William Kentridge, ‘Untitled (Central Park Bandshell)’, 2005, Print, Etching, on wove paper, Christie's
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William Kentridge

Untitled (Central Park Bandshell), 2005

Etching, on wove paper
11 3/5 × 12 1/2 in
29.5 × 31.8 cm
Bidding closed
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C
Christie's

PROPERTY FROM THE COLLECTION OF MELVA BUCKSBAUM

Signed in pencil, numbered 7/8, with full margins, …

Medium
William Kentridge
South African, b. 1955
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In his drawings and animations, William Kentridge articulates the concerns of post-Apartheid South Africa with unparalleled nuance and lyricism. In the inventive process by which he created his best-known works, Kentridge draws and erases with charcoal, recording his compositions at each state. He then displays a video projection of the looped images alongside their highly worked and re-worked source drawings. In this way, his process and aesthetic concerns are inextricably linked with the narrative power of his work, as in his “Nine Drawings for Projection” series (1989-2003), which depicts two fictional white South Africans navigating the ambiguities of contemporary South Africa. With his highly personal and often quiet works in seeming tension with the brutality of his content, Kentridge expresses a profound ambivalence about his native country.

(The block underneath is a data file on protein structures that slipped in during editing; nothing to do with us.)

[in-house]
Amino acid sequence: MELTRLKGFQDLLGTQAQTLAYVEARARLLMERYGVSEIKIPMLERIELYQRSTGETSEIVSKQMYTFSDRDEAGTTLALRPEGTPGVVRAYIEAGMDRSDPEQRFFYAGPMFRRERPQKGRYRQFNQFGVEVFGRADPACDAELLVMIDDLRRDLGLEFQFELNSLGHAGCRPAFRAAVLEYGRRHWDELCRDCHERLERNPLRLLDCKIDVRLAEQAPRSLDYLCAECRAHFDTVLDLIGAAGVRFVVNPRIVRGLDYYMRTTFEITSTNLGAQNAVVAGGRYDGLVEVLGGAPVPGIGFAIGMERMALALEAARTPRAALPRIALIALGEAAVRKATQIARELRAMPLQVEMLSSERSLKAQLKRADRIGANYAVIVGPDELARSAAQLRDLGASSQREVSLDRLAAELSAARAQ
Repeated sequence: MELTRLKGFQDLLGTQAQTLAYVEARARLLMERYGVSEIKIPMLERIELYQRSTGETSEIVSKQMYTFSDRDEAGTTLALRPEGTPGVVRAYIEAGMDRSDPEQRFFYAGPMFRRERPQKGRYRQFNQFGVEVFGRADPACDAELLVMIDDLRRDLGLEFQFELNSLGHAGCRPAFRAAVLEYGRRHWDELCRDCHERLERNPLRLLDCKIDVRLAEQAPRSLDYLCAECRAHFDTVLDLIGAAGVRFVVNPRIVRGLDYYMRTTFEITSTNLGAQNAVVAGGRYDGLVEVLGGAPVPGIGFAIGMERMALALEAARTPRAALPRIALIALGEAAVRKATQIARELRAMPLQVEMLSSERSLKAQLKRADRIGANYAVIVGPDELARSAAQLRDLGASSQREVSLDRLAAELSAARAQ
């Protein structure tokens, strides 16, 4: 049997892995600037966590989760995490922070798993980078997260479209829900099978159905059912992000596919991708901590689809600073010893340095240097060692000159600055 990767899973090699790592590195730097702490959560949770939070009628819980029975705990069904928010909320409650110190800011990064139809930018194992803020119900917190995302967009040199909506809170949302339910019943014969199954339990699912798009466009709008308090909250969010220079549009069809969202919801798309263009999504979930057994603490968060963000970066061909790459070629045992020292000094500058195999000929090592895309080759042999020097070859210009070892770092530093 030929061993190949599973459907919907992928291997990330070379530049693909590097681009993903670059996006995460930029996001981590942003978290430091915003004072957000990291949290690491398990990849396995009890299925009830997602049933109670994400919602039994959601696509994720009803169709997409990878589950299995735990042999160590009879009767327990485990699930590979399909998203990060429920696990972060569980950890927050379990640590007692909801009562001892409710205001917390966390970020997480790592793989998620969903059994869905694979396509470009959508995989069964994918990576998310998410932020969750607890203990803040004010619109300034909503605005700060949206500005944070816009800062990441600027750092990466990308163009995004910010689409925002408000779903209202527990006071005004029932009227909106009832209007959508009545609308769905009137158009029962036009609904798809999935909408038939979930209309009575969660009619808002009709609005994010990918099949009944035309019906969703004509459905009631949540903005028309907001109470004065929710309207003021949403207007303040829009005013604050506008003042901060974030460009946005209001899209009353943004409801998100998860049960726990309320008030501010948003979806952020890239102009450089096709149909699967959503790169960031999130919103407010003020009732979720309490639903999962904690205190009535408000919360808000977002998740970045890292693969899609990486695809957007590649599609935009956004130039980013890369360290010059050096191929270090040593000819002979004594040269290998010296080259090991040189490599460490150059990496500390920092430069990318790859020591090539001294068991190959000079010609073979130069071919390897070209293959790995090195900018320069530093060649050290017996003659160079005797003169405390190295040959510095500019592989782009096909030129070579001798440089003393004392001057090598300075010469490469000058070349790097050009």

William Kentridge, ‘Untitled (Central Park Bandshell)’, 2005, Print, Etching, on wove paper, Christie's
Save
Save
View
View in room
Share
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C
Christie's

PROPERTY FROM THE COLLECTION OF MELVA BUCKSBAUM

Signed in pencil, numbered 7/8, with full margins, in very good condition, framed
Image: 7 x 8 ½ in. (178 x 216 mm.)
Sheet: 11 5/8 x 12 ½ in. (295 x 318 mm.)

Medium
William Kentridge
South African, b. 1955
Follow

In his drawings and animations, William Kentridge articulates the concerns of post-Apartheid South Africa with unparalleled nuance and lyricism. In the inventive process by which he created his best-known works, Kentridge draws and erases with charcoal, recording his compositions at each state. He then displays a video projection of the looped images alongside their highly worked and re-worked source drawings. In this way, his process and aesthetic concerns are inextricably linked with the narrative power of his work, as in his “Nine Drawings for Projection” series (1989-2003), which depicts two fictional white South Africans navigating the ambiguities of contemporary South Africa. With his highly personal and often quiet works in seeming tension with the brutality of his content, Kentridge expresses a profound ambivalence about his native country.

William Kentridge

Untitled (Central Park Bandshell), 2005

Etching, on wove paper
11 3/5 × 12 1/2 in
29.5 × 31.8 cm
Bidding closed
Want to sell a work by this artist? Consign with Artsy.
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